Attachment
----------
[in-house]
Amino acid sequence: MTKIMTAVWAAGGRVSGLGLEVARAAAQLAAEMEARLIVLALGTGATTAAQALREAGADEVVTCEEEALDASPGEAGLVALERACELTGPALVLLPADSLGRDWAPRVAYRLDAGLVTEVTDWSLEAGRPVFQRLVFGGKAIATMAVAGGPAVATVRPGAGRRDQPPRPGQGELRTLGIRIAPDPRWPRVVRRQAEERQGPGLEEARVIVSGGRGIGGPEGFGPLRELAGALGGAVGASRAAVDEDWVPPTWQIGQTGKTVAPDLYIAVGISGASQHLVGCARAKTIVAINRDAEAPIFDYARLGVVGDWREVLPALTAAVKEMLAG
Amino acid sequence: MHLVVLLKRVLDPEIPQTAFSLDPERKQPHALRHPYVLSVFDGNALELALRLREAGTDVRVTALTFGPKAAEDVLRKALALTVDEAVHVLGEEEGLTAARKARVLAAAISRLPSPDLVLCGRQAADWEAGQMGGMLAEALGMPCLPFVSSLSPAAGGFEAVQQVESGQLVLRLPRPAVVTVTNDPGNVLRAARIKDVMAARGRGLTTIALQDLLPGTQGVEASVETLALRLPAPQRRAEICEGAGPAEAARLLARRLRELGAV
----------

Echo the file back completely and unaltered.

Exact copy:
[in-house]
Amino acid sequence: MTKIMTAVWAAGGRVSGLGLEVARAAAQLAAEMEARLIVLALGTGATTAAQALREAGADEVVTCEEEALDASPGEAGLVALERACELTGPALVLLPADSLGRDWAPRVAYRLDAGLVTEVTDWSLEAGRPVFQRLVFGGKAIATMAVAGGPAVATVRPGAGRRDQPPRPGQGELRTLGIRIAPDPRWPRVVRRQAEERQGPGLEEARVIVSGGRGIGGPEGFGPLRELAGALGGAVGASRAAVDEDWVPPTWQIGQTGKTVAPDLYIAVGISGASQHLVGCARAKTIVAINRDAEAPIFDYARLGVVGDWREVLPALTAAVKEMLAG
Amino acid sequence: MHLVVLLKRVLDPEIPQTAFSLDPERKQPHALRHPYVLSVFDGNALELALRLREAGTDVRVTALTFGPKAAEDVLRKALALTVDEAVHVLGEEEGLTAARKARVLAAAISRLPSPDLVLCGRQAADWEAGQMGGMLAEALGMPCLPFVSSLSPAAGGFEAVQQVESGQLVLRLPRPAVVTVTNDPGNVLRAARIKDVMAARGRGLTTIALQDLLPGTQGVEASVETLALRLPAPQRRAEICEGAGPAEAARLLARRLRELGAV